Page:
is shown by evidence of the existence of a policy issued with the approval of the Public Service Commission, the general rule, that an insurer may not be joined as a party defendant with its insured where there has been no judgment previously obtained against the insured, is applicable." (Citation and punctuation omitted; emphasis supplied.) Id. at 509-510.
Under the unambiguous terms of the statute, as construed in Glenn McClendon, a plaintiff must prove that a policy was filed and approved by the PSC in order to maintain a direct action against the insurer of a motor contract carrier. Accord American Motorists Ins. Co. v. King Shrimp Co., 199 Ga. App. 847
, 849 (1) (406 SE2d 273
) (1991); compare Progressive Cas. Ins. Co. v. Scott, 188 Ga. App. 75
, 76 (371 SE2d 881
) (1988) (physical precedent only) (some evidence presented of filing and approval, so summary judgment to insurer denied).
Here, Waymond did not present any evidence that an insurance policy was filed with and approved by the PSC. The only evidence presented was that no such filing and approval had occurred. Consequently, Southern General was not subject to a direct action under the plain language of OCGA 46-7-58
Waymond urges adoption of a rule that when an insurer knows or should know that a motor carrier is subject to PSC regulation, the insurer should be subject to a direct action. She contends that Southern General should have known that Murray Trucking was subject to PSC regulation because it issued three certificates of insurance on behalf of Murray Trucking. These certificates, according to Waymond, indicate that Southern General had knowledge that Murray Trucking was not exempt from regulation under OCGA 46-1-1
(7) (C) (x) or (xi) and should be subject to a direct action. She attempts to distinguish Glenn McClendon on this ground.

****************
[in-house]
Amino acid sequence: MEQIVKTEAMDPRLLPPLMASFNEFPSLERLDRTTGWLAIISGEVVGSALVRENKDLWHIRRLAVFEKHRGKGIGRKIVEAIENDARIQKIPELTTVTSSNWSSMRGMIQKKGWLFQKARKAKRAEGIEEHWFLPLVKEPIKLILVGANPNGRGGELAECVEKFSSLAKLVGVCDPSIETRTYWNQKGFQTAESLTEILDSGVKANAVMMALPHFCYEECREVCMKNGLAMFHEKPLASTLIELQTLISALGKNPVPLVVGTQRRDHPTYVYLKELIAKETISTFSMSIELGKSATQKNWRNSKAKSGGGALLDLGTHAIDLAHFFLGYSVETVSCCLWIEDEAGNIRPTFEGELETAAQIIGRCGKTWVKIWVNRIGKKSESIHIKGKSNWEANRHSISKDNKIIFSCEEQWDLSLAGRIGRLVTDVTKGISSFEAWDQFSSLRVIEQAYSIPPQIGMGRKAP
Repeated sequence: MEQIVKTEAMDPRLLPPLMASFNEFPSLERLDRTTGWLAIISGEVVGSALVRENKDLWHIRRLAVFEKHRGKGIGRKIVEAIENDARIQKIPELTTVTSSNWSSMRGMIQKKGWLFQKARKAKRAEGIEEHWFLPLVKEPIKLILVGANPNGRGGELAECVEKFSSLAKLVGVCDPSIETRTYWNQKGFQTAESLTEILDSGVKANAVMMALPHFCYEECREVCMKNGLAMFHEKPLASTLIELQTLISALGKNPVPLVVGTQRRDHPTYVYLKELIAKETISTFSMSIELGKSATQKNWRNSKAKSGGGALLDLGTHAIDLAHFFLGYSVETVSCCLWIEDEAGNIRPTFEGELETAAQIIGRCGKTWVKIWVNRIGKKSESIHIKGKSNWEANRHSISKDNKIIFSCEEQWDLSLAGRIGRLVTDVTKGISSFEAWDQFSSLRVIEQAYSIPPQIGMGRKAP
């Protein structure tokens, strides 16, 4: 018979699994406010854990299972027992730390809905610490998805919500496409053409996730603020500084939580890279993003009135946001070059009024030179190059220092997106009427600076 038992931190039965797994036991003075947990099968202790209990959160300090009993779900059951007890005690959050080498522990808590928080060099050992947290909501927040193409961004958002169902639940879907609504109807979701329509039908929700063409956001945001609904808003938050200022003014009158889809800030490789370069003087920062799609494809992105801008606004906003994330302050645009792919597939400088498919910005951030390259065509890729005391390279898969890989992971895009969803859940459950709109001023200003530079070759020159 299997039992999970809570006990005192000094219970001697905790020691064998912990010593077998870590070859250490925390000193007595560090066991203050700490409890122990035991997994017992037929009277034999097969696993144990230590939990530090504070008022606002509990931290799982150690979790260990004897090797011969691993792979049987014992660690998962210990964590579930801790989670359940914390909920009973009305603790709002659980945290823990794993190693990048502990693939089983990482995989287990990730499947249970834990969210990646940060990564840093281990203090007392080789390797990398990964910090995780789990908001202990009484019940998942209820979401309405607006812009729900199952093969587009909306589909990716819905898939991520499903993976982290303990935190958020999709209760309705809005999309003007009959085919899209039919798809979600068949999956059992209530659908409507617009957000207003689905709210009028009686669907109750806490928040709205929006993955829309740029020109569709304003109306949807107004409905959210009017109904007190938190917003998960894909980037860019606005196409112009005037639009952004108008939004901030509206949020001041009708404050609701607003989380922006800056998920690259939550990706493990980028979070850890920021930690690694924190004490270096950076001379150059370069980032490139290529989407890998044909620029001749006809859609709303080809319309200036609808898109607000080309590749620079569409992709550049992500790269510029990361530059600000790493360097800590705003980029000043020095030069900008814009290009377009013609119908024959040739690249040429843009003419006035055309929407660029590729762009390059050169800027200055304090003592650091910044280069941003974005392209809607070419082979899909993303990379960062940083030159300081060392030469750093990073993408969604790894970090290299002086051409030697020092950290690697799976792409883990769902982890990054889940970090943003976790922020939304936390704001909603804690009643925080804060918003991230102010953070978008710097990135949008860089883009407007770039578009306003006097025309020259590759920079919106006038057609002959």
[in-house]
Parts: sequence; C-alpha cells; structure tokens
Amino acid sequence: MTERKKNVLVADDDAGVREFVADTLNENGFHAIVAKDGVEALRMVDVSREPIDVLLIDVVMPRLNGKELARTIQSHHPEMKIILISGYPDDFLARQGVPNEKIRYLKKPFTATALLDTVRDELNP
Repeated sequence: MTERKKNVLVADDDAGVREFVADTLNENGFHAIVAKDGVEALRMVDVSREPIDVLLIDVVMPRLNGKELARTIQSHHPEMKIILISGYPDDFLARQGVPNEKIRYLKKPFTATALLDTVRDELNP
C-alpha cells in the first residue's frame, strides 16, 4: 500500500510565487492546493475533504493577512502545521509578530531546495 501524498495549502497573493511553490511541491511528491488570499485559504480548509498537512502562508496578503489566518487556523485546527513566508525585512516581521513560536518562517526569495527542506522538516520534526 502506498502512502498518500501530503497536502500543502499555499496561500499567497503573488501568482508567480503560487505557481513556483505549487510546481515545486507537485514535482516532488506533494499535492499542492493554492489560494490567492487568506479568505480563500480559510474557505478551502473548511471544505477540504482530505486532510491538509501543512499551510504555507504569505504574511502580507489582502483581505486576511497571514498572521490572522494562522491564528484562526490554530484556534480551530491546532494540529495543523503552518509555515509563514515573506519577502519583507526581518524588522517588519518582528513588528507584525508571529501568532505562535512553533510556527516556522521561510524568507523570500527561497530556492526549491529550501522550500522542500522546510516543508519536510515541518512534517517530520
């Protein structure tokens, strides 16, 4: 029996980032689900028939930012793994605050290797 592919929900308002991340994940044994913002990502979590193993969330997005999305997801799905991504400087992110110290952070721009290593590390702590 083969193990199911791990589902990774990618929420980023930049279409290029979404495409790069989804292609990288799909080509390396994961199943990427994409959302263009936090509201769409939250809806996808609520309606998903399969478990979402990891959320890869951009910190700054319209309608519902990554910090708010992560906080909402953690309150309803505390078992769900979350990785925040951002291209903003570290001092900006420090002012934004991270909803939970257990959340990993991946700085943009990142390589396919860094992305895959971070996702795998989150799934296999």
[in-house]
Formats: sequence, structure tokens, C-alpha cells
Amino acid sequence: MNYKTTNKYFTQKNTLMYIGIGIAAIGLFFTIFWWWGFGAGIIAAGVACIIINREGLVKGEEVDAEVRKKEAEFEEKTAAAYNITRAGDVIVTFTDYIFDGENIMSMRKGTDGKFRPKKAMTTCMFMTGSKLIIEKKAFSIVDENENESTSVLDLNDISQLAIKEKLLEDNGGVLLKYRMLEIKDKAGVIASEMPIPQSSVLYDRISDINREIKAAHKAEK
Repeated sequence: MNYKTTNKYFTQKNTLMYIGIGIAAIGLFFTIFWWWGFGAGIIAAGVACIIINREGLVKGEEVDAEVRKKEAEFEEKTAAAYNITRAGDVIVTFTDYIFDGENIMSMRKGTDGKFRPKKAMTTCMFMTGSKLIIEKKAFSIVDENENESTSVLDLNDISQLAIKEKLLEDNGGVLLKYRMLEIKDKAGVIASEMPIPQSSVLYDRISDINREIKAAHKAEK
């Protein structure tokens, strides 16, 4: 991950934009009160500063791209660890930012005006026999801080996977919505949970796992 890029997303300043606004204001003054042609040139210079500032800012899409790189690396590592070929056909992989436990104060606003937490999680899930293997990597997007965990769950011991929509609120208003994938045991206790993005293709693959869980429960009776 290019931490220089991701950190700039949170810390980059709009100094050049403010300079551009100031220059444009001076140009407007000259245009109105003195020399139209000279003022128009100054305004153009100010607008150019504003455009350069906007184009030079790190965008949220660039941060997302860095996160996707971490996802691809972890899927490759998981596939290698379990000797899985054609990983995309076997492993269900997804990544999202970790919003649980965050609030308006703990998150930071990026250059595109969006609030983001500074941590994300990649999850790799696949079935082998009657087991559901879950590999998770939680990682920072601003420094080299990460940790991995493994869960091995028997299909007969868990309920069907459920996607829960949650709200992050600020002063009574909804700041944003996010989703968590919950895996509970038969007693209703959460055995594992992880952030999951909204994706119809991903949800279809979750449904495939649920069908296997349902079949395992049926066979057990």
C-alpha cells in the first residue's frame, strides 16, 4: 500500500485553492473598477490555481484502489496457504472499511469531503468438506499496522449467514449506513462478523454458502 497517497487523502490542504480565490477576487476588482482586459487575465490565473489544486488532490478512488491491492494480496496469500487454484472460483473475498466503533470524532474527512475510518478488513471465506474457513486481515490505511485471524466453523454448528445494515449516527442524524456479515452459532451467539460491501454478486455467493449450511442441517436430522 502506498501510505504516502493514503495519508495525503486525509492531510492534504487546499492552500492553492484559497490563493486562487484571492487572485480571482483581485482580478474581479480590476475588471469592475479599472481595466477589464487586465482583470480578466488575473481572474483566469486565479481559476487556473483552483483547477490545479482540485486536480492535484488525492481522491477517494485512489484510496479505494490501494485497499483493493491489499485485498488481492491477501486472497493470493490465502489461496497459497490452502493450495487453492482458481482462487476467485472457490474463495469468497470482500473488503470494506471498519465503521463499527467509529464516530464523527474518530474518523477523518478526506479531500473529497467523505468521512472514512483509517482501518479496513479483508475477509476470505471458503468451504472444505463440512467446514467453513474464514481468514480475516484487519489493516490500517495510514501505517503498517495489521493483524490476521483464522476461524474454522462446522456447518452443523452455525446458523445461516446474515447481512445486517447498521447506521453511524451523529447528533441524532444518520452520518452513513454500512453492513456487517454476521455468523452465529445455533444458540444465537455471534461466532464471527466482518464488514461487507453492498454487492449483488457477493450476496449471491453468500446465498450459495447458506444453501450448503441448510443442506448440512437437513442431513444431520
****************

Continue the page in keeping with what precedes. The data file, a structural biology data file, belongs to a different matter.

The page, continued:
We do not reach the issue of whether Murray Trucking was exempt from regulation by the PSC under OCGA 46-1-1
(7) (C) (x) or (xi). Assuming arguendo, however, that Murray Trucking was subject to PSC regulation and that Southern General had knowledge of this fact, neither the direct action statute nor Glenn McClendon provides an exception when the insurer had or should have had such knowledge. We find nothing in this Court's holding in Glenn McClendon that authorizes an exception to the rule that an essential element of proof is evidence of filing with and approval of a policy by the PSC. Waymond is attempting to impose a responsibility on Southern General not provided for by the statute, a statute that must be strictly construed. This responsibility of filing a bond or insurance policy in lieu of bond is with the motor carrier, not the insurer. OCGA 46-7-53
Because Waymond failed in presenting evidence of an essential element of proof, the trial court erred in denying Southern General's motion for directed verdict. Southern General's other contentions, as well as those raised by Waymond in her cross-appeal, are moot in light of this holding.
Hugh B. McNatt, Dye, Tucker, Everitt, Wheale & Long, A. Rowland Dye, Gray & Gilliland, T. Cullen Gilliland, amici curiae.